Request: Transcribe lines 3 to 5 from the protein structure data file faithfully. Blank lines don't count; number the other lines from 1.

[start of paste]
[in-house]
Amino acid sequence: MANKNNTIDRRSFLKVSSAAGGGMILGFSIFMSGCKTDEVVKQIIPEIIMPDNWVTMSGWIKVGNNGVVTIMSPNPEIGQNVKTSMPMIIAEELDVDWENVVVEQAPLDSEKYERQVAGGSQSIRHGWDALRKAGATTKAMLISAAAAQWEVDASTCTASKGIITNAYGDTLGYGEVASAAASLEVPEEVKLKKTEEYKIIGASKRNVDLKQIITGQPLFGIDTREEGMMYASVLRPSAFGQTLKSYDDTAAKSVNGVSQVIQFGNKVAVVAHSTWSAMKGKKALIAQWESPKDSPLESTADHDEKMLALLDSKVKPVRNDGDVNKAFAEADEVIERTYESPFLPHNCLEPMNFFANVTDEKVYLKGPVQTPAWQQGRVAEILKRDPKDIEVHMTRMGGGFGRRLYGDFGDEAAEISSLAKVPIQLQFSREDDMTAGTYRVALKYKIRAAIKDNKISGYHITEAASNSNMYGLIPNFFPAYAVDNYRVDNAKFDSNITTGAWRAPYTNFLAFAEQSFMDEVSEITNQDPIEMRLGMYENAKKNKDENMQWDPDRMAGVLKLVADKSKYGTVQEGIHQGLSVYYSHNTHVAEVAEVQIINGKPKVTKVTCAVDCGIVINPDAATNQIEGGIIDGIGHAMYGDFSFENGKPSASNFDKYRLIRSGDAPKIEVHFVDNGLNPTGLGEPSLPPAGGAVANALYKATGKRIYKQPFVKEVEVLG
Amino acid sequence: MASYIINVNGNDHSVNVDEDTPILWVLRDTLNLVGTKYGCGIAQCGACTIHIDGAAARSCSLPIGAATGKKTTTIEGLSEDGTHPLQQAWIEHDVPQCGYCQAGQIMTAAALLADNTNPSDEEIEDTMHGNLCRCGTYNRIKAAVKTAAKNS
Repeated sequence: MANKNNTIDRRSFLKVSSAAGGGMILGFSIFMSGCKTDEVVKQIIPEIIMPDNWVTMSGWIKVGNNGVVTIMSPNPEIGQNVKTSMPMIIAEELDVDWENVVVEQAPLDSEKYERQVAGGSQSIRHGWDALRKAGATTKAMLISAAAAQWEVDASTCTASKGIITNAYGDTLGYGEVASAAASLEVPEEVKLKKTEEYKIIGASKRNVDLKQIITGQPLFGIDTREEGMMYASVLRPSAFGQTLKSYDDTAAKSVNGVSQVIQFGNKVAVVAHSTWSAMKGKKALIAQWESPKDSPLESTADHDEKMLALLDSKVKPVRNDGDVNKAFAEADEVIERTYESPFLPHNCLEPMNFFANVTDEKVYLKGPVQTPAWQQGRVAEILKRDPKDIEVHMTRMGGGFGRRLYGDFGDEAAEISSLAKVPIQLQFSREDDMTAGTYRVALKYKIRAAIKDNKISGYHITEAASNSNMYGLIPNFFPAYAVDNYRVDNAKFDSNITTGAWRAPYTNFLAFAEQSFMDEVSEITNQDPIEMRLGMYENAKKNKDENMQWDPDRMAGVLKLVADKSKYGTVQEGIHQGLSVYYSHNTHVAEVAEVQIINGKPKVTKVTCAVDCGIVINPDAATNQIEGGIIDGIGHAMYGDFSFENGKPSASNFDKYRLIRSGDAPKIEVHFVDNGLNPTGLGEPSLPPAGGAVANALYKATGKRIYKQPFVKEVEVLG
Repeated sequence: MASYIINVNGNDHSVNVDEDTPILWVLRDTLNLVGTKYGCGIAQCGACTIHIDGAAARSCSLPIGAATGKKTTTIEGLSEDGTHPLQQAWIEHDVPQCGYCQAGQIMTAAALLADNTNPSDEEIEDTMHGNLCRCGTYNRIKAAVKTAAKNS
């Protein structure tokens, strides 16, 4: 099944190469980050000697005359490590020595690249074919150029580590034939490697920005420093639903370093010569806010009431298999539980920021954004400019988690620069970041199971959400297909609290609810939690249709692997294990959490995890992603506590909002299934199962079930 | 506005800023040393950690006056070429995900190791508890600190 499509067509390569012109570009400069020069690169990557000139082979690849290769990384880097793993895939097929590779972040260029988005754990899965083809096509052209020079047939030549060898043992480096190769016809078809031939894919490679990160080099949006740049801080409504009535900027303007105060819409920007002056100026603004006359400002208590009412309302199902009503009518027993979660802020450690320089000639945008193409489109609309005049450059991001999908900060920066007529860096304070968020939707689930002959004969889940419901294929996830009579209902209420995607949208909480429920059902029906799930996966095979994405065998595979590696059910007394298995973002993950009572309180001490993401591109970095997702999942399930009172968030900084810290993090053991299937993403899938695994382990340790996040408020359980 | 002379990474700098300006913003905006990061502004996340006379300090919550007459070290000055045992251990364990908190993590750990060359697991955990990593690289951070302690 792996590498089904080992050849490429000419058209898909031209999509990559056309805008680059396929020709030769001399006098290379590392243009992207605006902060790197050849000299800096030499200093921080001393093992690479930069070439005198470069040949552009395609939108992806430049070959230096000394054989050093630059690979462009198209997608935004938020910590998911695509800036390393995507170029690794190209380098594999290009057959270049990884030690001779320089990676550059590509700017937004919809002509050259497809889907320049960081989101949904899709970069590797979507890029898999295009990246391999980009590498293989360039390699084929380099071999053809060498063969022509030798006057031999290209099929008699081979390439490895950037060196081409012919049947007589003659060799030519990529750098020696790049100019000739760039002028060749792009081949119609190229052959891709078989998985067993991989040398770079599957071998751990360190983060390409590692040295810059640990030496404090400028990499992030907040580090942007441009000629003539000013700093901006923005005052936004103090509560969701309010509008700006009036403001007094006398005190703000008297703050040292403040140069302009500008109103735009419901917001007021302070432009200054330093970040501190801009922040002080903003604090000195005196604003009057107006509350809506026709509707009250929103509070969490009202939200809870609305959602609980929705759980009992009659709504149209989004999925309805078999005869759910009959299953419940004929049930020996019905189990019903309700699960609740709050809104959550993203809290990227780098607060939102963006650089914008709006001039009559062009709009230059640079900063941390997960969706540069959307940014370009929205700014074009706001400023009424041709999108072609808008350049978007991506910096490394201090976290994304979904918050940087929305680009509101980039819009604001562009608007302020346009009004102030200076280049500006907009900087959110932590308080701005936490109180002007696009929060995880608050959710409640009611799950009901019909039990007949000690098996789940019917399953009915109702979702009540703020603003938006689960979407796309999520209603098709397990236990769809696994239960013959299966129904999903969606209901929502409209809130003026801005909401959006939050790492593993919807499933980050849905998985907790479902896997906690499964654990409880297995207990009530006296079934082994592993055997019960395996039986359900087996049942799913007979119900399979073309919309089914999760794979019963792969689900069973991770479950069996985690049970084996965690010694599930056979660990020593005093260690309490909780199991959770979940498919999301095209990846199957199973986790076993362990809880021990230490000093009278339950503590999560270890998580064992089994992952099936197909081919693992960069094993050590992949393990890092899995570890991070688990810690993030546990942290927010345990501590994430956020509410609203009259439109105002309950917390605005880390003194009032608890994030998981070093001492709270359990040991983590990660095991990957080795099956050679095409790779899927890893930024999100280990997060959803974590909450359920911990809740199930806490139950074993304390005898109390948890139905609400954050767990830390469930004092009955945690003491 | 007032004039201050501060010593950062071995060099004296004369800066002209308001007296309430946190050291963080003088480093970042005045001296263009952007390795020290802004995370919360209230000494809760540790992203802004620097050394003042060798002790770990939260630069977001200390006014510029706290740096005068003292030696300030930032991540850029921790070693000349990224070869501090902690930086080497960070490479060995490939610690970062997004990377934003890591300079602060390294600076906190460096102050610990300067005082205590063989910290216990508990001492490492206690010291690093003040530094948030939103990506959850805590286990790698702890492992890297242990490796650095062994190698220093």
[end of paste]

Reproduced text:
Amino acid sequence: MASYIINVNGNDHSVNVDEDTPILWVLRDTLNLVGTKYGCGIAQCGACTIHIDGAAARSCSLPIGAATGKKTTTIEGLSEDGTHPLQQAWIEHDVPQCGYCQAGQIMTAAALLADNTNPSDEEIEDTMHGNLCRCGTYNRIKAAVKTAAKNS
Repeated sequence: MANKNNTIDRRSFLKVSSAAGGGMILGFSIFMSGCKTDEVVKQIIPEIIMPDNWVTMSGWIKVGNNGVVTIMSPNPEIGQNVKTSMPMIIAEELDVDWENVVVEQAPLDSEKYERQVAGGSQSIRHGWDALRKAGATTKAMLISAAAAQWEVDASTCTASKGIITNAYGDTLGYGEVASAAASLEVPEEVKLKKTEEYKIIGASKRNVDLKQIITGQPLFGIDTREEGMMYASVLRPSAFGQTLKSYDDTAAKSVNGVSQVIQFGNKVAVVAHSTWSAMKGKKALIAQWESPKDSPLESTADHDEKMLALLDSKVKPVRNDGDVNKAFAEADEVIERTYESPFLPHNCLEPMNFFANVTDEKVYLKGPVQTPAWQQGRVAEILKRDPKDIEVHMTRMGGGFGRRLYGDFGDEAAEISSLAKVPIQLQFSREDDMTAGTYRVALKYKIRAAIKDNKISGYHITEAASNSNMYGLIPNFFPAYAVDNYRVDNAKFDSNITTGAWRAPYTNFLAFAEQSFMDEVSEITNQDPIEMRLGMYENAKKNKDENMQWDPDRMAGVLKLVADKSKYGTVQEGIHQGLSVYYSHNTHVAEVAEVQIINGKPKVTKVTCAVDCGIVINPDAATNQIEGGIIDGIGHAMYGDFSFENGKPSASNFDKYRLIRSGDAPKIEVHFVDNGLNPTGLGEPSLPPAGGAVANALYKATGKRIYKQPFVKEVEVLG
Repeated sequence: MASYIINVNGNDHSVNVDEDTPILWVLRDTLNLVGTKYGCGIAQCGACTIHIDGAAARSCSLPIGAATGKKTTTIEGLSEDGTHPLQQAWIEHDVPQCGYCQAGQIMTAAALLADNTNPSDEEIEDTMHGNLCRCGTYNRIKAAVKTAAKNS